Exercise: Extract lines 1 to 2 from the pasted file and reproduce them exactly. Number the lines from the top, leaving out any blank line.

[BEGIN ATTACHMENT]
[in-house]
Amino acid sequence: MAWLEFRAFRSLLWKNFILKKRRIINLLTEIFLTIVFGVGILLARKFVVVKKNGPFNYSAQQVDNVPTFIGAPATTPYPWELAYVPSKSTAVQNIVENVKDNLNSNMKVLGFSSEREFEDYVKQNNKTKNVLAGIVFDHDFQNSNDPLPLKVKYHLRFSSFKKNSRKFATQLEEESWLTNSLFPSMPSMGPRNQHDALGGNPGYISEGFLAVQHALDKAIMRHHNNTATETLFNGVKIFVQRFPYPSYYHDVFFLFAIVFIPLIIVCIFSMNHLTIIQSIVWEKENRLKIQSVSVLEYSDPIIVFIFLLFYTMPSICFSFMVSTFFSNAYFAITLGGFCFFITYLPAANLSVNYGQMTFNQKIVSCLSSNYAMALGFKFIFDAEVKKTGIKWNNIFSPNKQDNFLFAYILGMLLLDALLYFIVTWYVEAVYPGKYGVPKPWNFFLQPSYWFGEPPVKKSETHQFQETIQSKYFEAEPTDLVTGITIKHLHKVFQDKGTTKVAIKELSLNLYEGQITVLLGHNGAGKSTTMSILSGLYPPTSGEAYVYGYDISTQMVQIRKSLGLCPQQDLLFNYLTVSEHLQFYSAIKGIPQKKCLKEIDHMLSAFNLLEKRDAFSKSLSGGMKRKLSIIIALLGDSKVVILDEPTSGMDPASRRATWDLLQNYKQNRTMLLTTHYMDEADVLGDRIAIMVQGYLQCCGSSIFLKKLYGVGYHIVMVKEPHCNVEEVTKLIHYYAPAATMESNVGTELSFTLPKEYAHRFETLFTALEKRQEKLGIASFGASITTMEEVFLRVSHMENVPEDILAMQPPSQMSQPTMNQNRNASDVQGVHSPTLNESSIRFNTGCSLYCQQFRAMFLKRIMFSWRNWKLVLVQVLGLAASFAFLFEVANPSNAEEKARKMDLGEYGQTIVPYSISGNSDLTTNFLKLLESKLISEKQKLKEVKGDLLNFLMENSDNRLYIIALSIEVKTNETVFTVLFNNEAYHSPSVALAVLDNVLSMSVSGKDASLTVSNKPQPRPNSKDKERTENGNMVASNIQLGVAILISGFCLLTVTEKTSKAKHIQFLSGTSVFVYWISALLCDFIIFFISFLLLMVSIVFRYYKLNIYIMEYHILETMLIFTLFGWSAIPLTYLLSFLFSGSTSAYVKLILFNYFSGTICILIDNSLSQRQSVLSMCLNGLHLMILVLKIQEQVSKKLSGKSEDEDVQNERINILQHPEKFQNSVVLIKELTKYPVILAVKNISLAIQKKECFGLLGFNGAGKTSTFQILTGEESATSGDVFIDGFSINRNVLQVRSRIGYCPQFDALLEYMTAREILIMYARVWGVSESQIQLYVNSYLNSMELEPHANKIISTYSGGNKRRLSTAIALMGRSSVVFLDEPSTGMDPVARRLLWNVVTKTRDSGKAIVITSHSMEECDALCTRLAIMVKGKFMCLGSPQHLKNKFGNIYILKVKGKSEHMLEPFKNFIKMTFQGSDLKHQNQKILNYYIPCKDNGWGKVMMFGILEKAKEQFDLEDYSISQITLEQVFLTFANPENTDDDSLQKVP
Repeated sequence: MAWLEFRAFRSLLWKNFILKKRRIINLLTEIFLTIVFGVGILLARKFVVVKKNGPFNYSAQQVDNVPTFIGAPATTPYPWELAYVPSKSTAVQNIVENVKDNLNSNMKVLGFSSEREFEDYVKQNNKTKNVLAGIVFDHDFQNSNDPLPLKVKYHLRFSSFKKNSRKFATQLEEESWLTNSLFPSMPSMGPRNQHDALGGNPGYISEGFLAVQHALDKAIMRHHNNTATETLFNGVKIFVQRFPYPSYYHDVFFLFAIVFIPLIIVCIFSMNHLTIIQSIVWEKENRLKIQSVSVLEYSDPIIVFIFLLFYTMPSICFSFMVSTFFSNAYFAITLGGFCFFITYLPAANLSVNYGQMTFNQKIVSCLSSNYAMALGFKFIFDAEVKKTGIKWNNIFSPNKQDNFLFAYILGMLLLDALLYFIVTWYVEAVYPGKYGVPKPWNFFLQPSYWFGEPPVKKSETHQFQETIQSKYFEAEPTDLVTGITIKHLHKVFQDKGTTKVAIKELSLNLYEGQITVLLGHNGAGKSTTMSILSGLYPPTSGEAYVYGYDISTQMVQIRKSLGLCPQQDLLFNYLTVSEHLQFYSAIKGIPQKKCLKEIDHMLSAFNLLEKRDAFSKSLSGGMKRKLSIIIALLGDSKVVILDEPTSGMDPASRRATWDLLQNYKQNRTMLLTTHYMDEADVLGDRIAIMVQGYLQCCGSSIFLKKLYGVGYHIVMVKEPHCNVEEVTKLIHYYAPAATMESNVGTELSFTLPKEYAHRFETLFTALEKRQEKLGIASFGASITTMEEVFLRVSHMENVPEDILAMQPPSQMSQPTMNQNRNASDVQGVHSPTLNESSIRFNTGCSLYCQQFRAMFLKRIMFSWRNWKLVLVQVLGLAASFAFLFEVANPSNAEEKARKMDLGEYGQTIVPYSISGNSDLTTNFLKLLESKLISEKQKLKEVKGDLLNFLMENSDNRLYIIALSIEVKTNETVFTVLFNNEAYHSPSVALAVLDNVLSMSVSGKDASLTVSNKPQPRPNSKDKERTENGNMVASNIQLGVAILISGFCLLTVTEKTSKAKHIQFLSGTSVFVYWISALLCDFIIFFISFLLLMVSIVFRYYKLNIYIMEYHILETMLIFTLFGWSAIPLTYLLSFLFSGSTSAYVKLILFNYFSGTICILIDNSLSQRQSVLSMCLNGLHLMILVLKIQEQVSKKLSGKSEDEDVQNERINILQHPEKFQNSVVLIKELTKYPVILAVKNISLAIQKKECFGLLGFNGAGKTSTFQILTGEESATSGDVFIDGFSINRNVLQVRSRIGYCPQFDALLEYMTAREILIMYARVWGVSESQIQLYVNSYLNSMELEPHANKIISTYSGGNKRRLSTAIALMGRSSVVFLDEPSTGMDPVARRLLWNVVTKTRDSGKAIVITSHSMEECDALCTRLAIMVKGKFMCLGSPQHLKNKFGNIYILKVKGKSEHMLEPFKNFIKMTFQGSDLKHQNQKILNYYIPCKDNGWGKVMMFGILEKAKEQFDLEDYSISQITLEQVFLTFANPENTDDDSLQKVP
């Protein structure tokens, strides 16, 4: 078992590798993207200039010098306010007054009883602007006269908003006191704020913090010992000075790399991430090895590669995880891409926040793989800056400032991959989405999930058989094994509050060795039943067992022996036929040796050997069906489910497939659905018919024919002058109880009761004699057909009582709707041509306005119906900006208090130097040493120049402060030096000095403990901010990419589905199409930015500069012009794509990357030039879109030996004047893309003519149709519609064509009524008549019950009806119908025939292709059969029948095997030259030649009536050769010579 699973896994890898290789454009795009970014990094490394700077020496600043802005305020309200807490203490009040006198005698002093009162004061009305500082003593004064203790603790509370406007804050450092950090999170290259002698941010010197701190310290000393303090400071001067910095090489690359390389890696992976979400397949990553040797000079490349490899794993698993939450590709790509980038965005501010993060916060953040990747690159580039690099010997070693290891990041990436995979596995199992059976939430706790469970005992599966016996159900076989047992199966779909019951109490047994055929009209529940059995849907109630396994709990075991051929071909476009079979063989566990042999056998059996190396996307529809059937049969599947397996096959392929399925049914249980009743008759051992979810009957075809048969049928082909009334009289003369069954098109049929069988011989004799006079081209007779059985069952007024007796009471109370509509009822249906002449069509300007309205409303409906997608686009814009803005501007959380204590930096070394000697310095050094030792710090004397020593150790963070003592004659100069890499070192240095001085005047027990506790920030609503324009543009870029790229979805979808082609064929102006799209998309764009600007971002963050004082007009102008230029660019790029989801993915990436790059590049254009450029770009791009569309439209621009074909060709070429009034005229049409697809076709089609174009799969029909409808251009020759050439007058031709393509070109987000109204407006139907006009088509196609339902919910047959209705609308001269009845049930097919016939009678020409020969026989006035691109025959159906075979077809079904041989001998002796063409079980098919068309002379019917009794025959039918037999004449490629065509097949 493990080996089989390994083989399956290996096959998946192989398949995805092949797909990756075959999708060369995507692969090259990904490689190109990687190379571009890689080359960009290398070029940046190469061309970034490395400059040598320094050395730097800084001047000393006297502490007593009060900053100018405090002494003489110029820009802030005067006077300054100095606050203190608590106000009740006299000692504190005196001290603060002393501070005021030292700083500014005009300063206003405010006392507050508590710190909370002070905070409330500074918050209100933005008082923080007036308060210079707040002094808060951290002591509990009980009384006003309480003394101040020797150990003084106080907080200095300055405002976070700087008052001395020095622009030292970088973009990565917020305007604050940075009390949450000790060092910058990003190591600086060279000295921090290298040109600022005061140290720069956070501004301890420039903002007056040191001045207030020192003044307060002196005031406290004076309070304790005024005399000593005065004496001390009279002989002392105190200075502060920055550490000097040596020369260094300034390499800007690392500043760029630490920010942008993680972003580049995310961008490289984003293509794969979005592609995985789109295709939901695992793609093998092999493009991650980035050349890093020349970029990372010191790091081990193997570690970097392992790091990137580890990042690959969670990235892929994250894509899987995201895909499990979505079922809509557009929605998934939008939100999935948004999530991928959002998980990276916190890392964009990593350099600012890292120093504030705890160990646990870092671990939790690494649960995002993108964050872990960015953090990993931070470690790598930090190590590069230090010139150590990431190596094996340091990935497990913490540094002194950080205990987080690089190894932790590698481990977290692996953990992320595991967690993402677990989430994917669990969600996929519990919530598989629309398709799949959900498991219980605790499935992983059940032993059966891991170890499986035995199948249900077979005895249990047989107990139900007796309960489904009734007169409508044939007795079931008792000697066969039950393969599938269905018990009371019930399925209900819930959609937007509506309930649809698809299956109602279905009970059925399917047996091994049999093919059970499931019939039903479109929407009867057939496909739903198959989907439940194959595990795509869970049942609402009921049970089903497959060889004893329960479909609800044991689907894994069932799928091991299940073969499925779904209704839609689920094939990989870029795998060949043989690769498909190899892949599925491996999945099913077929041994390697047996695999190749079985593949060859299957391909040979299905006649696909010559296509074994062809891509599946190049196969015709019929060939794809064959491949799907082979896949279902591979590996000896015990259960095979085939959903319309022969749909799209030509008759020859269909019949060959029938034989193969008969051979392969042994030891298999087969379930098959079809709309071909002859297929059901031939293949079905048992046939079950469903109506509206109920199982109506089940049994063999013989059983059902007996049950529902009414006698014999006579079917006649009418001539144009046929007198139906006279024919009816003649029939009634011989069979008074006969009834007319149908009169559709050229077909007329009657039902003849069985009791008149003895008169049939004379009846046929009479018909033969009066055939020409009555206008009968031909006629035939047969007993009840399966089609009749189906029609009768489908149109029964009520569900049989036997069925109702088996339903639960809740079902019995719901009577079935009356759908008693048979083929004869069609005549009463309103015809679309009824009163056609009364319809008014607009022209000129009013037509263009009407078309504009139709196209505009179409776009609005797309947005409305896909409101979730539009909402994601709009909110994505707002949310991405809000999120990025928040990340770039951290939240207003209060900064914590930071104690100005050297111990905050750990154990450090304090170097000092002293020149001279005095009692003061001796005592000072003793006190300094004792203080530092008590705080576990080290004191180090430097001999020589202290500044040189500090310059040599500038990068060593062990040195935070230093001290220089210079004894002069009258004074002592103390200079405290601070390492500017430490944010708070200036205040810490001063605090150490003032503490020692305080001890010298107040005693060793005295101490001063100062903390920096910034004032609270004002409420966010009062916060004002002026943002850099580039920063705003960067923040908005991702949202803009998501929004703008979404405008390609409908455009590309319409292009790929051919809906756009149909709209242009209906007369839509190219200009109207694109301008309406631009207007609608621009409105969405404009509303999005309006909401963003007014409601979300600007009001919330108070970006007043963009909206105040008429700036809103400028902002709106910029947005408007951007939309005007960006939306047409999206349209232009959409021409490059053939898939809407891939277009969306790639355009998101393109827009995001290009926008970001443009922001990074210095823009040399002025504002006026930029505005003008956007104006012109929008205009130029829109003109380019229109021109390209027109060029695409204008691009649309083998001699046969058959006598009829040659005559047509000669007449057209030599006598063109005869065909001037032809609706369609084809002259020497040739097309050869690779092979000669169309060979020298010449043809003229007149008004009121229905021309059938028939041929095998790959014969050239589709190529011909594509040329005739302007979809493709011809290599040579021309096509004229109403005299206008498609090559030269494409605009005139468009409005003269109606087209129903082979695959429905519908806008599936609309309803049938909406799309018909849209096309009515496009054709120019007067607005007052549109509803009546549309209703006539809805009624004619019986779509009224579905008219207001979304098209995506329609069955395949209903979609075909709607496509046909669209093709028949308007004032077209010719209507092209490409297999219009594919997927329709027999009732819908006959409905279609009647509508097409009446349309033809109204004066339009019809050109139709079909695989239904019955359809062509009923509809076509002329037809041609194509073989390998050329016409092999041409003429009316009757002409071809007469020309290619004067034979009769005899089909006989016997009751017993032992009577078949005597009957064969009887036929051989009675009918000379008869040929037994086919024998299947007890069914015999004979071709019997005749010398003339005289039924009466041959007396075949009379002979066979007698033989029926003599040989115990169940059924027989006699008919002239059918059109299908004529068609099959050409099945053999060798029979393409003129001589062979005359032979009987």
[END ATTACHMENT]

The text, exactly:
[in-house]
Amino acid sequence: MAWLEFRAFRSLLWKNFILKKRRIINLLTEIFLTIVFGVGILLARKFVVVKKNGPFNYSAQQVDNVPTFIGAPATTPYPWELAYVPSKSTAVQNIVENVKDNLNSNMKVLGFSSEREFEDYVKQNNKTKNVLAGIVFDHDFQNSNDPLPLKVKYHLRFSSFKKNSRKFATQLEEESWLTNSLFPSMPSMGPRNQHDALGGNPGYISEGFLAVQHALDKAIMRHHNNTATETLFNGVKIFVQRFPYPSYYHDVFFLFAIVFIPLIIVCIFSMNHLTIIQSIVWEKENRLKIQSVSVLEYSDPIIVFIFLLFYTMPSICFSFMVSTFFSNAYFAITLGGFCFFITYLPAANLSVNYGQMTFNQKIVSCLSSNYAMALGFKFIFDAEVKKTGIKWNNIFSPNKQDNFLFAYILGMLLLDALLYFIVTWYVEAVYPGKYGVPKPWNFFLQPSYWFGEPPVKKSETHQFQETIQSKYFEAEPTDLVTGITIKHLHKVFQDKGTTKVAIKELSLNLYEGQITVLLGHNGAGKSTTMSILSGLYPPTSGEAYVYGYDISTQMVQIRKSLGLCPQQDLLFNYLTVSEHLQFYSAIKGIPQKKCLKEIDHMLSAFNLLEKRDAFSKSLSGGMKRKLSIIIALLGDSKVVILDEPTSGMDPASRRATWDLLQNYKQNRTMLLTTHYMDEADVLGDRIAIMVQGYLQCCGSSIFLKKLYGVGYHIVMVKEPHCNVEEVTKLIHYYAPAATMESNVGTELSFTLPKEYAHRFETLFTALEKRQEKLGIASFGASITTMEEVFLRVSHMENVPEDILAMQPPSQMSQPTMNQNRNASDVQGVHSPTLNESSIRFNTGCSLYCQQFRAMFLKRIMFSWRNWKLVLVQVLGLAASFAFLFEVANPSNAEEKARKMDLGEYGQTIVPYSISGNSDLTTNFLKLLESKLISEKQKLKEVKGDLLNFLMENSDNRLYIIALSIEVKTNETVFTVLFNNEAYHSPSVALAVLDNVLSMSVSGKDASLTVSNKPQPRPNSKDKERTENGNMVASNIQLGVAILISGFCLLTVTEKTSKAKHIQFLSGTSVFVYWISALLCDFIIFFISFLLLMVSIVFRYYKLNIYIMEYHILETMLIFTLFGWSAIPLTYLLSFLFSGSTSAYVKLILFNYFSGTICILIDNSLSQRQSVLSMCLNGLHLMILVLKIQEQVSKKLSGKSEDEDVQNERINILQHPEKFQNSVVLIKELTKYPVILAVKNISLAIQKKECFGLLGFNGAGKTSTFQILTGEESATSGDVFIDGFSINRNVLQVRSRIGYCPQFDALLEYMTAREILIMYARVWGVSESQIQLYVNSYLNSMELEPHANKIISTYSGGNKRRLSTAIALMGRSSVVFLDEPSTGMDPVARRLLWNVVTKTRDSGKAIVITSHSMEECDALCTRLAIMVKGKFMCLGSPQHLKNKFGNIYILKVKGKSEHMLEPFKNFIKMTFQGSDLKHQNQKILNYYIPCKDNGWGKVMMFGILEKAKEQFDLEDYSISQITLEQVFLTFANPENTDDDSLQKVP